The London Summit on Family Planning, co-hosted by the UK Government’s Department for International Development and the Bill and Melinda Gates Foundation, was an unprecedented effort that showcased innovative partnerships and leadership at the country level, empowering women to reach their full potential. The Summit underscored the importance of access to contraceptives as both a right and a transformational health and development priority.
At the Summit, it was announced that voluntary family planning services will reach an additional 120 million women and girls in the world’s poorest countries by 2020 thanks to a new set of commitments announced by more than 150 leaders from donor and developing countries, international agencies, civil society, foundations and the private sector.
“The London Summit on Family Planning is an incredible step forward for women in developing countries,” said Annie Lennox. “For years, a lack of vision on access to family planning has literally cost the lives and future opportunities of millions of women and girls. This global movement – to halve the number of women and girls who want to avoid pregnancy but don’t have access to contraception – is, I hope, the first step towards giving all women a fair chance in life.”
Melinda Gates, co-chair of the Bill & Melinda Gates Foundation, added: “When I travel and talk to women around the world they tell me that access to contraceptives can often be the difference between life and death. Today is about listening to their voices, about meeting their aspirations, and giving them the power to create a better life for themselves and their families.”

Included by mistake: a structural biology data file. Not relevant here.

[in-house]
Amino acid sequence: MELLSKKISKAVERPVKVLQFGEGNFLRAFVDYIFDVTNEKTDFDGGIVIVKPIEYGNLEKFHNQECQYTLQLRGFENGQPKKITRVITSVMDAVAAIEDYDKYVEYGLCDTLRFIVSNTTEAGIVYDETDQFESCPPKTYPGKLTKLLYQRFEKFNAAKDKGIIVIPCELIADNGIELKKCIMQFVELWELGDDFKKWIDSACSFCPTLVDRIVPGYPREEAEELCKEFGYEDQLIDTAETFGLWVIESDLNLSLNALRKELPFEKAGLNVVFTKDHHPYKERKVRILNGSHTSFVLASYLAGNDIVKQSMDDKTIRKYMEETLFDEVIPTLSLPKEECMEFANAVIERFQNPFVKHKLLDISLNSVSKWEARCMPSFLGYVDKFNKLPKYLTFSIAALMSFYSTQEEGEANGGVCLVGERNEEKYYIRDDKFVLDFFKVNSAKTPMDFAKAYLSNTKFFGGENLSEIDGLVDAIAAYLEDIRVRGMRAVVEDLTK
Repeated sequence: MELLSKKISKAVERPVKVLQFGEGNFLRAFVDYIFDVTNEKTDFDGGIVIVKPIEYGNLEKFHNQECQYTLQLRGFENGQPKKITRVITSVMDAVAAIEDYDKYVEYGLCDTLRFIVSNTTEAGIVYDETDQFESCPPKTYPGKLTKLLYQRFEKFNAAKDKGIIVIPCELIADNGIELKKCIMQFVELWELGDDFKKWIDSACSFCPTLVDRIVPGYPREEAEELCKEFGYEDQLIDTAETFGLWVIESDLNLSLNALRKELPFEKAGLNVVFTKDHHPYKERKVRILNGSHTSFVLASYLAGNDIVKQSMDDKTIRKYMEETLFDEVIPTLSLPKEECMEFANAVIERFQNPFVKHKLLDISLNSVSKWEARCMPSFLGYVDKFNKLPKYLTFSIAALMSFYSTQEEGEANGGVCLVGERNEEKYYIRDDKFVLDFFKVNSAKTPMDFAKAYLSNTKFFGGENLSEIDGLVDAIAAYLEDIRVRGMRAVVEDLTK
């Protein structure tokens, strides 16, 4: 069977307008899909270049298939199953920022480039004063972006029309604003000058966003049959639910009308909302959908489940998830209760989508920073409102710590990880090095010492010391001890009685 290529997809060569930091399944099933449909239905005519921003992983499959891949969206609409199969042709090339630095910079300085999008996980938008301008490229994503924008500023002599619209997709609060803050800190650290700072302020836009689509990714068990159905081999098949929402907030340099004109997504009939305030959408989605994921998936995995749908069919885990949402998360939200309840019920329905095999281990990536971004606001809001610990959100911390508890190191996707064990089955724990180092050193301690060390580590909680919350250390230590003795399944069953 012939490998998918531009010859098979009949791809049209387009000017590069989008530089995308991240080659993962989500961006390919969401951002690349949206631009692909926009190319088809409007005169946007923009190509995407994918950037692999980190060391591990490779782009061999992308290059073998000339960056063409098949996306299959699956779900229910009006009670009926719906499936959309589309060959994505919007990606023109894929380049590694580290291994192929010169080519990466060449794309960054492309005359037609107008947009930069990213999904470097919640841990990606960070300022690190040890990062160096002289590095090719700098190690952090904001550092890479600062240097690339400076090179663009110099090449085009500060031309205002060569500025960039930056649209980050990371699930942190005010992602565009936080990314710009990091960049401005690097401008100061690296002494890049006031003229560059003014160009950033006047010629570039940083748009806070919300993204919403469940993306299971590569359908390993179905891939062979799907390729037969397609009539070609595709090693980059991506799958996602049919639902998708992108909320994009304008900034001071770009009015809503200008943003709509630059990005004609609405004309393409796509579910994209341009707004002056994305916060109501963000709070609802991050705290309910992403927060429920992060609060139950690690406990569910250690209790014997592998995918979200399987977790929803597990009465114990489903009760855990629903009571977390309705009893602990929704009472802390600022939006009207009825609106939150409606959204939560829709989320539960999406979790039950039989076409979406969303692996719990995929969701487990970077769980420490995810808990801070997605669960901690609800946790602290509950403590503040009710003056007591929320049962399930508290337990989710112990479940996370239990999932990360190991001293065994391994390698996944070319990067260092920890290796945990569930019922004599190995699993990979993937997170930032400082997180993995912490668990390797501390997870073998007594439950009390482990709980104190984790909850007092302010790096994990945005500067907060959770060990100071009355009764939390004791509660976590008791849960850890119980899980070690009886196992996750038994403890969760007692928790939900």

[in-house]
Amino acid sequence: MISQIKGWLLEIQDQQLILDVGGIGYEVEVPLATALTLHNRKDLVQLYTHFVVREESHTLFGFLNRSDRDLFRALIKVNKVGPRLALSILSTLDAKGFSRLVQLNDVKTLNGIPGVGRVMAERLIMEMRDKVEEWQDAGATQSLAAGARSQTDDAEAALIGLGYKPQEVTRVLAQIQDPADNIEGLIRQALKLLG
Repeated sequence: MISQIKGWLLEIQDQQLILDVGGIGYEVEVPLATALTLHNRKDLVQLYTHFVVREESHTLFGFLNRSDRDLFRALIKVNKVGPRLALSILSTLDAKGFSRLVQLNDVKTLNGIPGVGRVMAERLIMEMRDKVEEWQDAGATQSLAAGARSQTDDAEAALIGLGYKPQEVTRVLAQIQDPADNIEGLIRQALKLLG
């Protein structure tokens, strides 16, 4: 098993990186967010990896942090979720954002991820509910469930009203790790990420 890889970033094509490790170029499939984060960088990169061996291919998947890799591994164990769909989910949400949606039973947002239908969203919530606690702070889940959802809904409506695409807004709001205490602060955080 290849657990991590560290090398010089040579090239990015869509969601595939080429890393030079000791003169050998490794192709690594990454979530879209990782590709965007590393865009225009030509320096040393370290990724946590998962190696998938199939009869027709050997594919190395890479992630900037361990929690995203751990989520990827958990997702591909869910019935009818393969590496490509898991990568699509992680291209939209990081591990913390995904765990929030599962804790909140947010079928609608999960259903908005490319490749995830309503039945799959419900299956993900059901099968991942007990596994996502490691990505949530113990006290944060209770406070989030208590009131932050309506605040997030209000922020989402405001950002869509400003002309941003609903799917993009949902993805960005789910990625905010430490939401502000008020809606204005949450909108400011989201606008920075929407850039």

By 2020, the collective efforts announced at the Summit will result in 200,000 fewer women dying in pregnancy and childbirth, more than 110 million fewer unintended pregnancies, over 50 million fewer abortions, and nearly three million fewer babies dying in their first year of life.
The Summit has raised the resources to deliver contraceptives to an additional 120 million women which is estimated to cost $4.3 billion. More than 20 developing countries made bold commitments to address the policy, financing and delivery barriers to women accessing contraceptive information, services and supplies. Donors made new financial commitments to support these plans amounting to $2.6 billion – exceeding the Summit’s financial goal.
Access to safe, effective methods of contraception is considered one of the most cost-effective investments a country can make in its future. Studies show that every US $1 invested in family planning services yields up to $6 in savings on health, housing, water, and other public services.
Contraceptive use also leads to more education and greater opportunities for girls, helping to end the cycle of poverty for them and their families. Up to a quarter of girls in Sub-Saharan Africa drop out of school due to unintended pregnancies, stifling their potential to improve their lives and their children’s lives.
The Summit galvanized the global community to create transformational change, calling for innovative solutions and robust public-private partnerships that put women at the heart of the equation. Commitments announced today will give women more options, easier access, and improved health care.
The Summit supports and builds on the momentum created by the UN Secretary General’s Global Strategy for Women’s and Children’s Health, “Every Woman, Every Child,” and innovative public-private and civil society partnerships developed through the Reproductive Health Supplies Coalition. The Summit also aligns with the broader framework established by the International Conference on Population and Development (ICPD) almost 20 years ago.